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Genetics Home Reference: your guide to understanding genetic conditions     A service of the U.S. National Library of Medicine®


Reviewed April 2014

What is the official name of the DYSF gene?

The official name of this gene is “dysferlin.”

DYSF is the gene's official symbol. The DYSF gene is also known by other names, listed below.

What is the normal function of the DYSF gene?

The DYSF gene provides instructions for making a protein called dysferlin. This protein is found in the thin membrane called the sarcolemma that surrounds muscle fibers. Dysferlin is thought to aid in repairing the sarcolemma when it becomes damaged or torn due to muscle strain. Researchers suggest that dysferlin may also be involved in the formation of new muscle fibers (regeneration) and in inflammation, but little is known about these functions.

How are changes in the DYSF gene related to health conditions?

limb-girdle muscular dystrophy - caused by mutations in the DYSF gene

More than 140 mutations in the DYSF gene that can cause limb-girdle muscular dystrophy type 2B have been identified. Limb-girdle muscular dystrophy is a group of related disorders characterized by muscle weakness and wasting (atrophy), particularly in the shoulders, hips, thighs, and upper arms. Muscle problems caused by DYSF gene mutations, such as limb-girdle muscular dystrophy type 2B and others (see below), are called dysferlinopathies.

DYSF gene mutations may disrupt the function of the dysferlin protein and interfere with the muscle repair process. Studies suggest that inefficient repair of damaged muscle fibers may lead to inflammation and degeneration of muscles, resulting in muscle weakness.

Miyoshi myopathy - caused by mutations in the DYSF gene

More than 100 mutations in the DYSF gene have been found to cause Miyoshi myopathy. This condition is a muscle disorder that is characterized by progressive weakness and atrophy of muscles that are away from the center of the body (distal muscles), particularly those in the legs. The DYSF gene mutations identified in people with Miyoshi myopathy change single amino acids in the dysferlin protein, which impairs the protein's function or results in the production of a nonfunctional protein. A common cause of the condition in people of Japanese ancestry is a mutation that replaces the amino acid tryptophan with the amino acid cysteine at position 999 in dysferlin (written Trp999Cys or W999C).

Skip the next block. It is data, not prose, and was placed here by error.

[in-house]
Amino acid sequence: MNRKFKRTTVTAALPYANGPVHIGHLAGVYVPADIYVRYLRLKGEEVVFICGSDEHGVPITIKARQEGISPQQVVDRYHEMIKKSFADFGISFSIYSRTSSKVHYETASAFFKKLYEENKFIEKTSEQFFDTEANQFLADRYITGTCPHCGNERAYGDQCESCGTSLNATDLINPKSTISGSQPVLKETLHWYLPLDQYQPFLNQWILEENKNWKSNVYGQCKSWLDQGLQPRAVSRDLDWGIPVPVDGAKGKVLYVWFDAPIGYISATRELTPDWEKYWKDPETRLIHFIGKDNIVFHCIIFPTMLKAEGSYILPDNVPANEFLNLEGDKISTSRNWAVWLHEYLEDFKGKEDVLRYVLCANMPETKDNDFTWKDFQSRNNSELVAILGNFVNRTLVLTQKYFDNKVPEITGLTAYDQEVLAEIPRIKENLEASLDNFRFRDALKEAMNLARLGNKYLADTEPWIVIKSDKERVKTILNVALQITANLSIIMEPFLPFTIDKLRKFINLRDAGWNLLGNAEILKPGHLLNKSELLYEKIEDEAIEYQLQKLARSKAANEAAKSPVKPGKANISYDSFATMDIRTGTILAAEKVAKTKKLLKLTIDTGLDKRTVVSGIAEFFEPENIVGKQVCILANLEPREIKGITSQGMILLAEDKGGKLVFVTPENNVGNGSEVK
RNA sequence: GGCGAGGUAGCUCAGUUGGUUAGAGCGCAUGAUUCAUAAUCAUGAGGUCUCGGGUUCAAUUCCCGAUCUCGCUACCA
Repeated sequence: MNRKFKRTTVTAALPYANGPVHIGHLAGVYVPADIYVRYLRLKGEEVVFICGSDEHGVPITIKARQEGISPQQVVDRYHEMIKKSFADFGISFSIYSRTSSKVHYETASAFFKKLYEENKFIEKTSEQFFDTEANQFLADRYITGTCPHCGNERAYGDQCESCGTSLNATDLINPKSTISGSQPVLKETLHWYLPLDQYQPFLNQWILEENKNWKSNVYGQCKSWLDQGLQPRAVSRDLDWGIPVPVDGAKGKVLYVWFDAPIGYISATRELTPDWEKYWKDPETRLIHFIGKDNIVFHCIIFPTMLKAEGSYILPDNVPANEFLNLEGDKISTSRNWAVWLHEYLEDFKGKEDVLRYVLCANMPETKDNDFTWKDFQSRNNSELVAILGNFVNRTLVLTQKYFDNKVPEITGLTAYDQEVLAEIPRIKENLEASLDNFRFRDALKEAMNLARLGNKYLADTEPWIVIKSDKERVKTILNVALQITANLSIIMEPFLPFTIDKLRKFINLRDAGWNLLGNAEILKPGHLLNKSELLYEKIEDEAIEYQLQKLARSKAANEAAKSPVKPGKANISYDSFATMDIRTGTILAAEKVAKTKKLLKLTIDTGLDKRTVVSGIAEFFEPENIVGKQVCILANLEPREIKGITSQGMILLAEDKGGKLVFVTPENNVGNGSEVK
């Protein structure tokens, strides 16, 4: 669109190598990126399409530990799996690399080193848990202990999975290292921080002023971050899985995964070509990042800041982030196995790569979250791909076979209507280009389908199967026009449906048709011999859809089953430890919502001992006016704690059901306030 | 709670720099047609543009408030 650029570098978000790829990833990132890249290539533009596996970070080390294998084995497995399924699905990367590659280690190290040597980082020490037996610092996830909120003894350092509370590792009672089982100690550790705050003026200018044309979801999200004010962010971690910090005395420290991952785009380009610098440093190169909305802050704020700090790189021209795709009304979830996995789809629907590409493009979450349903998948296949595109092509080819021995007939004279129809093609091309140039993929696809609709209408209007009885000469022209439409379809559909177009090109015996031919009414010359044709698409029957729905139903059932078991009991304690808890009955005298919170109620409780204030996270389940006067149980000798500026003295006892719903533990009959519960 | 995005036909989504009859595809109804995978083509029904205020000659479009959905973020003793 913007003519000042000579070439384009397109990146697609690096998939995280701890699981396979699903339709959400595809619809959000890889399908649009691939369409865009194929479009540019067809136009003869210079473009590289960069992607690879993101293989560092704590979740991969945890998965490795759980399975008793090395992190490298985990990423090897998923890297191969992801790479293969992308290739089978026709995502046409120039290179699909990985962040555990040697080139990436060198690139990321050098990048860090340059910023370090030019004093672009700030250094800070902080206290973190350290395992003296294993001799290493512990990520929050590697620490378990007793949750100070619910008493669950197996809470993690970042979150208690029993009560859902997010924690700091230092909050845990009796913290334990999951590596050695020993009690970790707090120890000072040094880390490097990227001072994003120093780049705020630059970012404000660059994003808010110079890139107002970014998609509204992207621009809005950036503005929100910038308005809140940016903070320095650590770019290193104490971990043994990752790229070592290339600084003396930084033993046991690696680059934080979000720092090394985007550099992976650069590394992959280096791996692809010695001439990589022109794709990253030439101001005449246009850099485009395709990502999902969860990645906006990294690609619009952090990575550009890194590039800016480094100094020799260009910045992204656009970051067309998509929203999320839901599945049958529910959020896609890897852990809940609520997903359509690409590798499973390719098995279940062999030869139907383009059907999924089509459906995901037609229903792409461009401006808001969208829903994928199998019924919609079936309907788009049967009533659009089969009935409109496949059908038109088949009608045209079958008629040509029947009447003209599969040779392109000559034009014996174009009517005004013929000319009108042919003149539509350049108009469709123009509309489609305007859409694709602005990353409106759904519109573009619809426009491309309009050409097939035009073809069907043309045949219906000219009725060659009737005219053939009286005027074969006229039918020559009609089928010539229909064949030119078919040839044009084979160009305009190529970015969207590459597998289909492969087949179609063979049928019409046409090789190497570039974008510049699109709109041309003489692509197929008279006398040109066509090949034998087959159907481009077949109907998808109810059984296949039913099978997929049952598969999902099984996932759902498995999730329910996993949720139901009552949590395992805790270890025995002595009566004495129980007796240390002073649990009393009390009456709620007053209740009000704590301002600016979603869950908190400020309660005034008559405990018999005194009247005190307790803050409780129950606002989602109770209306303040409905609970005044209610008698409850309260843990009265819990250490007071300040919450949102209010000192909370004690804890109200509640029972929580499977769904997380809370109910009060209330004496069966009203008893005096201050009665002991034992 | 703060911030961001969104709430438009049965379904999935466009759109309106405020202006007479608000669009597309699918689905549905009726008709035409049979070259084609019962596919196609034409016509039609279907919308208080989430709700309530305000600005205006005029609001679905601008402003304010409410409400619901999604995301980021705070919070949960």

A lack of normal dysferlin leads to a reduced ability to repair damage done to the sarcolemma of muscle fibers. As a result, damage accumulates and leads to atrophy of the muscle fiber. It is unclear why the DYSF gene mutations that cause Miyoshi myopathy lead to the specific pattern of weakness and atrophy that is characteristic of this disorder.

Some researchers consider Miyoshi myopathy to be a variant of limb-girdle muscular dystrophy (see above) rather than a separate disorder because they are caused by mutations in the same gene and have overlapping signs and symptoms.

other disorders - caused by mutations in the DYSF gene

DYSF gene mutations also cause another dysferlinopathy called distal myopathy with anterior tibial onset. In this condition, the muscle weakness is most apparent in the muscles of the lower legs. This condition first becomes apparent in a muscle called tibialis anterior, which is located at the front of the lower leg and helps to flex the foot. Distal myopathy with anterior tibial onset later affects the muscles of the upper leg, and affected individuals eventually require wheelchair assistance.

Where is the DYSF gene located?

Cytogenetic Location: 2p13.3

Molecular Location on chromosome 2: base pairs 71,453,119 to 71,686,763

(Homo sapiens Annotation Release 107, GRCh38.p2) (NCBI (

The DYSF gene is located on the short (p) arm of chromosome 2 at position 13.3.

The DYSF gene is located on the short (p) arm of chromosome 2 at position 13.3.

More precisely, the DYSF gene is located from base pair 71,453,119 to base pair 71,686,763 on chromosome 2.

See How do geneticists indicate the location of a gene? ( in the Handbook.

Where can I find additional information about DYSF?